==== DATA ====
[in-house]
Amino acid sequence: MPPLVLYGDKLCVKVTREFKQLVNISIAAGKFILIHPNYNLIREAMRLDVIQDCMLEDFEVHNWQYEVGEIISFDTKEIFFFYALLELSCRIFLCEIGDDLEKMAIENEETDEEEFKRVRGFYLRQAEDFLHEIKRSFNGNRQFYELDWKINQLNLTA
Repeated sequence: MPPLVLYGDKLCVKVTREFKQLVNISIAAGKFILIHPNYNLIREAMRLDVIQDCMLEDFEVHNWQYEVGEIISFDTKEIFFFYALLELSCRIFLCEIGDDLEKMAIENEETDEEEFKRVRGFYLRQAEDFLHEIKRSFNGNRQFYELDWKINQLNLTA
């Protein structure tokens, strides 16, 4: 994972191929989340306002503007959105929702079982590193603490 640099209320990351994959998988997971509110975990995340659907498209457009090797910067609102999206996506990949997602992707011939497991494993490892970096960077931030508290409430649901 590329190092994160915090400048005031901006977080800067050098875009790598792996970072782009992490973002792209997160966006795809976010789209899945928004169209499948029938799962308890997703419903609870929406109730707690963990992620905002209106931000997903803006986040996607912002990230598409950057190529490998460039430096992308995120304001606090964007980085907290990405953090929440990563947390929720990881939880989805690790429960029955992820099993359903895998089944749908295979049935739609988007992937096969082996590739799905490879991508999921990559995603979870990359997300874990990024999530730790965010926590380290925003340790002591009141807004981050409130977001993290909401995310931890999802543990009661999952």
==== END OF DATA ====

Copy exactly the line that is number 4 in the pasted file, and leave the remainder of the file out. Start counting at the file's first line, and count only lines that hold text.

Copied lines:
């Protein structure tokens, strides 16, 4: 994972191929989340306002503007959105929702079982590193603490 640099209320990351994959998988997971509110975990995340659907498209457009090797910067609102999206996506990949997602992707011939497991494993490892970096960077931030508290409430649901 590329190092994160915090400048005031901006977080800067050098875009790598792996970072782009992490973002792209997160966006795809976010789209899945928004169209499948029938799962308890997703419903609870929406109730707690963990992620905002209106931000997903803006986040996607912002990230598409950057190529490998460039430096992308995120304001606090964007980085907290990405953090929440990563947390929720990881939880989805690790429960029955992820099993359903895998089944749908295979049935739609988007992937096969082996590739799905490879991508999921990559995603979870990359997300874990990024999530730790965010926590380290925003340790002591009141807004981050409130977001993290909401995310931890999802543990009661999952």